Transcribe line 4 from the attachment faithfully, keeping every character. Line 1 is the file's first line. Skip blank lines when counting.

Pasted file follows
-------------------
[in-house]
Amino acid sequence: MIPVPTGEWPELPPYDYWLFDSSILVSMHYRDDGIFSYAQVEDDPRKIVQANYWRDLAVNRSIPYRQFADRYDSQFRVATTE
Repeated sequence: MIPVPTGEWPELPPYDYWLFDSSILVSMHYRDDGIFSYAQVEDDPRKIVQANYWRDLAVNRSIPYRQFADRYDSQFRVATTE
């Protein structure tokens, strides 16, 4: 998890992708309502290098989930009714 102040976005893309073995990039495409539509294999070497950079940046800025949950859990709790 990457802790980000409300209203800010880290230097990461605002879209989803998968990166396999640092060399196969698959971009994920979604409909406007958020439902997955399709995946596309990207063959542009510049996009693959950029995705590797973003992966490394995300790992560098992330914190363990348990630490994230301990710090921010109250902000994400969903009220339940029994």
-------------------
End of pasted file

């Protein structure tokens, strides 16, 4: 998890992708309502290098989930009714 102040976005893309073995990039495409539509294999070497950079940046800025949950859990709790 990457802790980000409300209203800010880290230097990461605002879209989803998968990166396999640092060399196969698959971009994920979604409909406007958020439902997955399709995946596309990207063959542009510049996009693959950029995705590797973003992966490394995300790992560098992330914190363990348990630490994230301990710090921010109250902000994400969903009220339940029994």